We all owe a responsibility to each other when it comes to recognizing the widespread impact of health risk.
Too bad Andrew Speaker didn’t think so.
In fact, by travelling on airplanes with an especially dangerous drug-resistant strain of tuberculosis, and keeping it a secret, he risked the health and possibly the lives, of innocent people seated nearby.
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We can’t afford to be smart-alecks, daredevils or cowboys in our global society. Not with terrorism, hate-crimes, and racism still prevalent. It’s foolhardy.
And especially not in a world of infectious diseases, like TB, Avian Flu, SARS, or any other airborne diseases.
It was long ago said, “No man is an island” (John Donne (1572-1631), meaning that human’s don’t thrive when isolated from others. But it also means that nobody can walk around our planet thinking they are above the laws, regulations and civil responsibilities that govern humanity.
Speaker, 31, is a personal injury lawyer, and should well know the potential costs, legally, of reckless endangerment to others. And there’s no way he can claim ignorance — his doctors specifically warned him against flying. In my opinion, his recent actions are akin to someone afflicted with AIDS having unprotected sex with unknowing partners.
More astonishingly, his new father-in-law, Bob Cooksey, is a microbiologist at the Centre for Disease Control in Atlanta, Ga., where he specializes in TB, and who likely (though unadmittedly) was the one who eventually reported his son-in-law’s foolish decision to travel.
According to Speaker, though he knew he had TB, he only found out he had the virulent strain once he arrived in Europe, and made the decision to fly through Canada because he thought U.S. authorities wouldn’t let him fly.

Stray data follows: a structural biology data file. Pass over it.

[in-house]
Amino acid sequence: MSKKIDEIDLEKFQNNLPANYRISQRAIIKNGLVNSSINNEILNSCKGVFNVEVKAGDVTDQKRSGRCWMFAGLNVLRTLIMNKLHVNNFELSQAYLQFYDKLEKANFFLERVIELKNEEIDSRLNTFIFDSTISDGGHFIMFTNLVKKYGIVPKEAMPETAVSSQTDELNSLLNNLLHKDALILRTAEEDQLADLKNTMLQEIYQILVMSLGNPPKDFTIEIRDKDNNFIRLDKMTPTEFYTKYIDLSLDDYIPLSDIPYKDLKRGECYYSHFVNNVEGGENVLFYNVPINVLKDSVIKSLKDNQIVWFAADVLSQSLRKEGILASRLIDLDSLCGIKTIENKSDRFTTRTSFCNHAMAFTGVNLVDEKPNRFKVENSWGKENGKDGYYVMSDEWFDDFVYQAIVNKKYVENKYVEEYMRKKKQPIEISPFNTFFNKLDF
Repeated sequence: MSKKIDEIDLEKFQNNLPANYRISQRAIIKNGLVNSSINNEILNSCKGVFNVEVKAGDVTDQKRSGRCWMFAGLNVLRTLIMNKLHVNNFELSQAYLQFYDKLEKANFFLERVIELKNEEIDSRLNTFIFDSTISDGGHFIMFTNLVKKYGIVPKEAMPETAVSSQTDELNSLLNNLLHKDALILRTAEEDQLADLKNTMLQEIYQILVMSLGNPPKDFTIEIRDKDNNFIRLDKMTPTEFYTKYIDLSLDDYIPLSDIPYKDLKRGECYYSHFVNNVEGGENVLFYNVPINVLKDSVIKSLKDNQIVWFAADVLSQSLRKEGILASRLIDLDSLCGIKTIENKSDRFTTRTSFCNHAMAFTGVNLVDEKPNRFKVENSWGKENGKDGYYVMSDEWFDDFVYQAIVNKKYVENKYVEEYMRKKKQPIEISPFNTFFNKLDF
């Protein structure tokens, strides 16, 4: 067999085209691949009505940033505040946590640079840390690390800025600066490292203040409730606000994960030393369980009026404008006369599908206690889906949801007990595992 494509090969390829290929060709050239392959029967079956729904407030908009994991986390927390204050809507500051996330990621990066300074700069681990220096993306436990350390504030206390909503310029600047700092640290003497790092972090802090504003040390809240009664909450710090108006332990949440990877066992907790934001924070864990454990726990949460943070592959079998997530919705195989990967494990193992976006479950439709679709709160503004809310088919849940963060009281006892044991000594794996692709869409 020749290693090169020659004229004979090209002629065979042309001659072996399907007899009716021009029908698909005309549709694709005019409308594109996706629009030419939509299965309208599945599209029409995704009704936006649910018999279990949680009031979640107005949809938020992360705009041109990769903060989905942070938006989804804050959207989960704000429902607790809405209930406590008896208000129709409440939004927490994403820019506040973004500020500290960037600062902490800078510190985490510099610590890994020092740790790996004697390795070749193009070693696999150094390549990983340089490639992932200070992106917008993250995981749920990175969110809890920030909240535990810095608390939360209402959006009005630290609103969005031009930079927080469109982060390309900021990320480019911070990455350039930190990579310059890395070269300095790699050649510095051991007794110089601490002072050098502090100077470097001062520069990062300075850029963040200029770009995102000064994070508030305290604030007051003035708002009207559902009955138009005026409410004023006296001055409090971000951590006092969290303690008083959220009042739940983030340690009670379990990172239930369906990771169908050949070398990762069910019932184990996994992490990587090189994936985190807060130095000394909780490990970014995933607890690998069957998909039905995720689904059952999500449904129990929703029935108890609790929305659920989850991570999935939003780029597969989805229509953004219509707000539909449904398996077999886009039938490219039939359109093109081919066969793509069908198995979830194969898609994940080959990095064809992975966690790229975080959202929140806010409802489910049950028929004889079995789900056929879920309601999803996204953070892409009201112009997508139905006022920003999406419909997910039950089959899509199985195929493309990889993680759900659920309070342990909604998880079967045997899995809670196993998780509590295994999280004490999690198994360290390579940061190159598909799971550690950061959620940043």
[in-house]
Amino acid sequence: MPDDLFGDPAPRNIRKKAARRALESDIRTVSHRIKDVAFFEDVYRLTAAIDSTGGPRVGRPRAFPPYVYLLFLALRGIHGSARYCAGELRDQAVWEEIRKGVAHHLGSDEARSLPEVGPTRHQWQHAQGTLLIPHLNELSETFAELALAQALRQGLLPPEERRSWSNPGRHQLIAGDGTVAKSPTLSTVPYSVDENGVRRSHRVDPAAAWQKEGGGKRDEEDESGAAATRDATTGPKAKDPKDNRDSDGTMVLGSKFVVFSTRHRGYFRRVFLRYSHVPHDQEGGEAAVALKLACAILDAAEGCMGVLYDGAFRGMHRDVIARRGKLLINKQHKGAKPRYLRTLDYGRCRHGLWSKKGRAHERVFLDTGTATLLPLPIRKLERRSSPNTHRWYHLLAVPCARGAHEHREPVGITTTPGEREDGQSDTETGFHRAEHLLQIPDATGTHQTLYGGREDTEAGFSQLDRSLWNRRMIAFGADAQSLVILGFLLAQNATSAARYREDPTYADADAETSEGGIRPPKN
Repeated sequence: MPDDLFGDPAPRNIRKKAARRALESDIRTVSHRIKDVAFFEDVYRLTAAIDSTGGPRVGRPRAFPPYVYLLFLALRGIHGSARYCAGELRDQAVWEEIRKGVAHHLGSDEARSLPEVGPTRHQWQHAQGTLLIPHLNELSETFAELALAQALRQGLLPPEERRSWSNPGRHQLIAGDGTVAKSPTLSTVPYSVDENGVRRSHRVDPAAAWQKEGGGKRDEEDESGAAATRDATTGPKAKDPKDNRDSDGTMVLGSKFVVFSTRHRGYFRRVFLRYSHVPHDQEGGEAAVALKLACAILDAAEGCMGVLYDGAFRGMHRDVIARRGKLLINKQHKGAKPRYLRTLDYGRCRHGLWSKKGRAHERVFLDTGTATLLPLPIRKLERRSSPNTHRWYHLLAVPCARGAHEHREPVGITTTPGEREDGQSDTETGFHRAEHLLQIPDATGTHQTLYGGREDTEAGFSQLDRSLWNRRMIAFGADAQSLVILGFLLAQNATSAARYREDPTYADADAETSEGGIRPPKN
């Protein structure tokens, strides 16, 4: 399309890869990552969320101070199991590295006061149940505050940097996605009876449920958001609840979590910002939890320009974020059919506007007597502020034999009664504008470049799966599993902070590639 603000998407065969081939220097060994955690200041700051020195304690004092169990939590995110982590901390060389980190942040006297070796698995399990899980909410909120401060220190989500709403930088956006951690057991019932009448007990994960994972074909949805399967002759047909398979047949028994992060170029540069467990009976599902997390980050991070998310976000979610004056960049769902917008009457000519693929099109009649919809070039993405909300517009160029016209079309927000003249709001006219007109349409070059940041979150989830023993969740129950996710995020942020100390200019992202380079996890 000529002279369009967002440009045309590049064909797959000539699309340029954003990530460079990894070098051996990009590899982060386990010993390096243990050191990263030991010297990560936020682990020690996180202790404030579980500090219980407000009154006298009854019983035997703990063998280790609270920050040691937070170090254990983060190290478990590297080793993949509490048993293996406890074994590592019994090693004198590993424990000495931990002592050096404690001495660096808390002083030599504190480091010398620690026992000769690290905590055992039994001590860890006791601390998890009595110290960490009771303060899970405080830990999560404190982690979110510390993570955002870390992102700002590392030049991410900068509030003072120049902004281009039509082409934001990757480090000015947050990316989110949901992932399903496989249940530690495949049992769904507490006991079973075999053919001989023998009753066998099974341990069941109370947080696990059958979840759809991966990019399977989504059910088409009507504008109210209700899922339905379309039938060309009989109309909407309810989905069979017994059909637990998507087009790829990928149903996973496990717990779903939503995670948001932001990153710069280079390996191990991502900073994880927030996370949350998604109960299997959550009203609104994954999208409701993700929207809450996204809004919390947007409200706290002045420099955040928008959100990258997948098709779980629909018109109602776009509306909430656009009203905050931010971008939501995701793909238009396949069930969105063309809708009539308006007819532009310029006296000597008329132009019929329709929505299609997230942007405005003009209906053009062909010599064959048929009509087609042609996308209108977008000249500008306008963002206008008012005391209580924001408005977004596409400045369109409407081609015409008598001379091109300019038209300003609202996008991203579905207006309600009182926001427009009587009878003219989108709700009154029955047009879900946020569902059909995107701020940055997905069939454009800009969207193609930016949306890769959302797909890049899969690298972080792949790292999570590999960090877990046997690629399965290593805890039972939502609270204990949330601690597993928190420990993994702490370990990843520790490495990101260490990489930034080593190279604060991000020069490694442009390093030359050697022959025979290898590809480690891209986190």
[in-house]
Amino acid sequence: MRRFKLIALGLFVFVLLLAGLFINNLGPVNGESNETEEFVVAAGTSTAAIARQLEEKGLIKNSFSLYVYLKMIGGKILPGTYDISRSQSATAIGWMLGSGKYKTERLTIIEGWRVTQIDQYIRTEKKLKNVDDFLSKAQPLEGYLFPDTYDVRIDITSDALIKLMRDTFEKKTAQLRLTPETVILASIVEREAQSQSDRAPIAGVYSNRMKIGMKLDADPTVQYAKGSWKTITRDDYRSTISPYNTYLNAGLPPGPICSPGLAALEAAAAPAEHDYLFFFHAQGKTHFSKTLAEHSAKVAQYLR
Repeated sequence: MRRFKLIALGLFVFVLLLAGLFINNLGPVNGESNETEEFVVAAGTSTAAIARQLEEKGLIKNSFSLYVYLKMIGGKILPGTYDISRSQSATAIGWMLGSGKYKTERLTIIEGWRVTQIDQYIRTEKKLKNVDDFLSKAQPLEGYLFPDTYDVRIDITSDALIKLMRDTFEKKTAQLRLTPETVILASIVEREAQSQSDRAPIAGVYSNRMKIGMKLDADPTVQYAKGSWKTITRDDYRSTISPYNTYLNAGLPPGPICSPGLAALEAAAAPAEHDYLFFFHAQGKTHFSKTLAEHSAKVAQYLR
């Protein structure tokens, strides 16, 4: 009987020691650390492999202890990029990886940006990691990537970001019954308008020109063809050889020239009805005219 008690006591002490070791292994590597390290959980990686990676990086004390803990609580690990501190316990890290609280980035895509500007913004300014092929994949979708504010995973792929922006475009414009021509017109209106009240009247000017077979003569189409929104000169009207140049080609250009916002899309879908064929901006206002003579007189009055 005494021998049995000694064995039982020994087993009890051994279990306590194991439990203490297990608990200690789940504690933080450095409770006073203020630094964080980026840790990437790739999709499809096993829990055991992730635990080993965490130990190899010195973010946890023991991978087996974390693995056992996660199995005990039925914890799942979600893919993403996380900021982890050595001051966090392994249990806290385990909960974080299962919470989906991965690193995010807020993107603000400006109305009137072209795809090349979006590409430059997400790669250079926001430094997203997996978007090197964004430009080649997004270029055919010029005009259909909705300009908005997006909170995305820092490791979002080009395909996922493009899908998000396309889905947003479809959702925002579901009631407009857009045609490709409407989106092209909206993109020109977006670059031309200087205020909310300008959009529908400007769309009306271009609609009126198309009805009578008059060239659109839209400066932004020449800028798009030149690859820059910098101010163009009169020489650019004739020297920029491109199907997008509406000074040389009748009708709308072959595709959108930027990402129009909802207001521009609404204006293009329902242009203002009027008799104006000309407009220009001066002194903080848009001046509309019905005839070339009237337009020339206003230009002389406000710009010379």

So, in other words, he knew he was sick when he boarded the first plane (mistake), and knew he was even sicker when he boarded the second. Apparently, he felt the need to return to the States for fear he wouldn’t get the right treatment while in Europe.
Shouldn’t he have thought of that before leaving the States?!?
I understand wanting to be home when you’re not well, but not at the risk of others. Now, back in the U.S., and in hospital under quarantine, Speaker is apologizing for his immature and risky behaviour.
Hopefully, for those he came in contact with, it’s not too late.
Most people, when sick with a bad cold, or flu, especially during the winter months, stay home. Mainly to get better, but also, so as not to infect everyone around them. During cold-season, we often discuss how to best take care not to infect others — by sneezing into tissues, covering our mouths when we cough, washing our hands incessantly, and keeping our distance.
Just as we take into consideration our family and friends, our neighbours, co-workers, the people we pass on the street, when we’re ill, so too, must we respect strangers around us when we travel.